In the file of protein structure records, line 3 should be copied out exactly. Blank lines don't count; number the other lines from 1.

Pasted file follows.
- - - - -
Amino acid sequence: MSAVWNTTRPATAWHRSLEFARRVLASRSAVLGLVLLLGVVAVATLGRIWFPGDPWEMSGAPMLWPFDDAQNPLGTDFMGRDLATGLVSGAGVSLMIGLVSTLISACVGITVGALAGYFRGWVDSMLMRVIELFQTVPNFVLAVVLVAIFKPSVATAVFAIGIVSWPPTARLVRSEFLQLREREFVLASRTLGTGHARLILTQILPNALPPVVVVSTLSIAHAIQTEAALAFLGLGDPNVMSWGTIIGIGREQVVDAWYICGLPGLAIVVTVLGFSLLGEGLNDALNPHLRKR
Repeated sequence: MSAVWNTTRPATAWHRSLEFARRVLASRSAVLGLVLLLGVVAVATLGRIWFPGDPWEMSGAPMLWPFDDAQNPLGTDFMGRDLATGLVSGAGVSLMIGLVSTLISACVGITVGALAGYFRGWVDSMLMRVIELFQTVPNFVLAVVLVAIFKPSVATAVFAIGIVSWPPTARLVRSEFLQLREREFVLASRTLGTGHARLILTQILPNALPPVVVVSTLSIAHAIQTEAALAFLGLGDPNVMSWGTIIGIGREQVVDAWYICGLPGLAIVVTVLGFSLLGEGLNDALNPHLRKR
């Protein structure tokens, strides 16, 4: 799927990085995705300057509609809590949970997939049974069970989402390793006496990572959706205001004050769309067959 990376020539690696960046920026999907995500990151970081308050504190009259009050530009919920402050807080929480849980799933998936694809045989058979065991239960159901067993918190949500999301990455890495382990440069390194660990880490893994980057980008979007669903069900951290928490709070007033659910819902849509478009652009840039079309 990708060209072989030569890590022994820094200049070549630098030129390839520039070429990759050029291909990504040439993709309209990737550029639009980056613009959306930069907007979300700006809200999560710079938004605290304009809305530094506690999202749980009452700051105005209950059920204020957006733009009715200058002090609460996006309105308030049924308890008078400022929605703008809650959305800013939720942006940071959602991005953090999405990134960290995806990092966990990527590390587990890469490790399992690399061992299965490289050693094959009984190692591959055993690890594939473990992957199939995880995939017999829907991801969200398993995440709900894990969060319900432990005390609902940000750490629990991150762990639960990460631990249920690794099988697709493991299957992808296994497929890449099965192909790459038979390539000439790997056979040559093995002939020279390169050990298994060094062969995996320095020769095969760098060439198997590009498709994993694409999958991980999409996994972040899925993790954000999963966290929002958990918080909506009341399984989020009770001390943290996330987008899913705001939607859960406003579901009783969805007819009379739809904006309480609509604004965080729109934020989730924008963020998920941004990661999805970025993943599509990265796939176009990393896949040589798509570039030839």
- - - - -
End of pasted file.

């Protein structure tokens, strides 16, 4: 799927990085995705300057509609809590949970997939049974069970989402390793006496990572959706205001004050769309067959 990376020539690696960046920026999907995500990151970081308050504190009259009050530009919920402050807080929480849980799933998936694809045989058979065991239960159901067993918190949500999301990455890495382990440069390194660990880490893994980057980008979007669903069900951290928490709070007033659910819902849509478009652009840039079309 990708060209072989030569890590022994820094200049070549630098030129390839520039070429990759050029291909990504040439993709309209990737550029639009980056613009959306930069907007979300700006809200999560710079938004605290304009809305530094506690999202749980009452700051105005209950059920204020957006733009009715200058002090609460996006309105308030049924308890008078400022929605703008809650959305800013939720942006940071959602991005953090999405990134960290995806990092966990990527590390587990890469490790399992690399061992299965490289050693094959009984190692591959055993690890594939473990992957199939995880995939017999829907991801969200398993995440709900894990969060319900432990005390609902940000750490629990991150762990639960990460631990249920690794099988697709493991299957992808296994497929890449099965192909790459038979390539000439790997056979040559093995002939020279390169050990298994060094062969995996320095020769095969760098060439198997590009498709994993694409999958991980999409996994972040899925993790954000999963966290929002958990918080909506009341399984989020009770001390943290996330987008899913705001939607859960406003579901009783969805007819009379739809904006309480609509604004965080729109934020989730924008963020998920941004990661999805970025993943599509990265796939176009990393896949040589798509570039030839």